This week sees the formal two-day launch event for the JISC Managing Research Data programme 2011–2013 (the programme which is funding Orbital). It’s being held in the National College for School Leadership, next to the University of Nottingham’s Jubilee Campus.
Unfortunately, after schlepping it from the furthest fringes of Lincolnshire (and then having to go back home for the evening), I was only able to attend a couple of hours of day 1. But it was worth it.
I arrived just in time for a workshop about a number of research data management tools developed/provided by the Digital Curation Centre (DCC). Dr Mansur Darlington, who’s acting as external assessor/consultant to the Orbital project, was also in this workshop and contributed greatly to the discussions. (My Orbital colleagues Joss Winn and Nick Jackson attended the [parallel] workshop on various JANET, Eduserv and UMF SaaS/cloud storage services.)
Continue reading “#jiscmrd programme launch; day 1 – DCC tools workshop”
Last week Joss and I had a chat with one of our engineering researchers about the kinds of data he handles in his research. This was an incredibly useful meeting, leading to a whole bunch of notes on data types, requirements and workflows. The one I’m taking a look at today is the flow that data takes from its source, through storage and processing, and into a useful research conclusion.
The existing workflow looks something like that shown above. Source data is manually transferred (often using ‘in-the-clear’ methods) from its point of origin to local storage on a researcher’s machine, where it will reside on the hard disk until it’s used. From there the data is processed (Engineering love using MATLAB, as do a lot of other science disciplines, so that’s the example here) and potentially the results of that analysis are recombined with the local storage for further work. At some point the processing will arrive at conclusions for the data, and from those an output can be drawn.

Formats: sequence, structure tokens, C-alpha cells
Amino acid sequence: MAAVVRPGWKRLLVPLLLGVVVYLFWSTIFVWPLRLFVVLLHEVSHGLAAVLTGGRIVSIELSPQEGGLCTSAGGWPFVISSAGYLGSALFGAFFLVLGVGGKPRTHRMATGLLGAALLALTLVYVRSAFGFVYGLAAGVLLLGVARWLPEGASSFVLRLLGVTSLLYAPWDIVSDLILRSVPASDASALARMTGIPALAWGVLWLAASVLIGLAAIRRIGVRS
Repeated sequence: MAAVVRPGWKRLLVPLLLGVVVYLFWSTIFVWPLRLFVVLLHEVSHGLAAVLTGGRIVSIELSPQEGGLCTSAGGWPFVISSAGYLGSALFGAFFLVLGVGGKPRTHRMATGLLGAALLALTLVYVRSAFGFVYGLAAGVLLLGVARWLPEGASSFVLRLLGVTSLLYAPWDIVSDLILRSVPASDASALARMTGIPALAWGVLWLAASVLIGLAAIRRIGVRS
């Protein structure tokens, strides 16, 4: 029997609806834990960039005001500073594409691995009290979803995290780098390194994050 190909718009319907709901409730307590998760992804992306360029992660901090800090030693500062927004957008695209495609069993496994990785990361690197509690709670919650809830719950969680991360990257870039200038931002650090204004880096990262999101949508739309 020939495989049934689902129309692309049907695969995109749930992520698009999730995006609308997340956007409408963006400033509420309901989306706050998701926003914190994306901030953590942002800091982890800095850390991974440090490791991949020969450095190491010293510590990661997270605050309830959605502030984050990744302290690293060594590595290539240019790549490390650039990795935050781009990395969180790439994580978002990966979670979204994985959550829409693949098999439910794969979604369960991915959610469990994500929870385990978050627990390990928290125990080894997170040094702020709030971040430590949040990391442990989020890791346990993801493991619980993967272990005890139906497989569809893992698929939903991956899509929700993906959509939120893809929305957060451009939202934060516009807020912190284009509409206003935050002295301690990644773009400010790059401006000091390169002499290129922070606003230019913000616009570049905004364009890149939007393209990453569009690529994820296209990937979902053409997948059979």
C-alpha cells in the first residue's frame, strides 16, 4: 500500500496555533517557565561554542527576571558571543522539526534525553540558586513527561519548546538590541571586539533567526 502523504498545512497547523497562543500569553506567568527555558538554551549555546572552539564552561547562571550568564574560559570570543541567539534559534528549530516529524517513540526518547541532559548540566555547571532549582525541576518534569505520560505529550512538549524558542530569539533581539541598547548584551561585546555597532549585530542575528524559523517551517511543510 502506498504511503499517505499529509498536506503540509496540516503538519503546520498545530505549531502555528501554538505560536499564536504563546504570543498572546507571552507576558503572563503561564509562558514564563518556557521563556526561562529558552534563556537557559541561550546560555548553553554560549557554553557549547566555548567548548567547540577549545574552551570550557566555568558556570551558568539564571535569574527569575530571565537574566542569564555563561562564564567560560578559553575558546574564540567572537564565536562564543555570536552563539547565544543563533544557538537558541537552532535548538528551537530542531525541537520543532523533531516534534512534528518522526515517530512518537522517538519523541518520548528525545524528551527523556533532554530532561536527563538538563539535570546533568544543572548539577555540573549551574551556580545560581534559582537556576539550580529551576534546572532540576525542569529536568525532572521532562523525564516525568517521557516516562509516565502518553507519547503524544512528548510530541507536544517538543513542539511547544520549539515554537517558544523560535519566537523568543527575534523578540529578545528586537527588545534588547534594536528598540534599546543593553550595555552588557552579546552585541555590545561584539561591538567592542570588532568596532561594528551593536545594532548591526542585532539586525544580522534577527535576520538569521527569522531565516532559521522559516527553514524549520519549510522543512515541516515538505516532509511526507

Continue reading “Let’s Look At Data”
Yesterday I was at Clare College, University of Cambridge for a meeting organised by USTLG, the University Science & Technology Librarians Group. The group—open to any librarians involved with engineering, science or technology in UK universities—has meetings once or twice a year. The theme of yesterday’s meeting (free to attend, thanks to sponsorship from the IEEE) was data management, with an implied focus on research data.
The meeting consisted of a series of presentations (plus a fantastic lunchtime diversion, below) with plenty of time for networking – there were about 40 people there, all with an interest in research data management – though interestingly, a show of hands suggested very few people were actively engaged in looking after their own institution’s researchers’ data.
As usual, this blog post has been partially reconstructed from the Twitter stream (hashtag #ustlg).
First up, Laura Molloy, substituting for Joy Davidson of the Digital Curation Centre (DCC), on a project called the Data Management Skills Support Initiative (DaMSSI), looking at the [shades of information literacy] skills needed by different people involved in the research data curation process. “DaMSSI aims to facilitate the use of tools like Vitae’s Researcher Development Framework (RDF) and the Seven Pillars of Information Literacy model” developed by SCONUL. Key question: how do you assess the effectiveness of research data management training?
Continue reading “USTLG meeting on research data management”
Hi everyone! For those who don’t know me (this is my first blog post for Orbital) I’m Nick Jackson, the lead web developer for the project. I’ll be blogging about all kinds of bits and pieces, ranging from discussion of user requirements through to the rationale for features, how certain bits of Orbital fit together with the wider world, overviews of technologies that we’re using and the minutiae of implementation.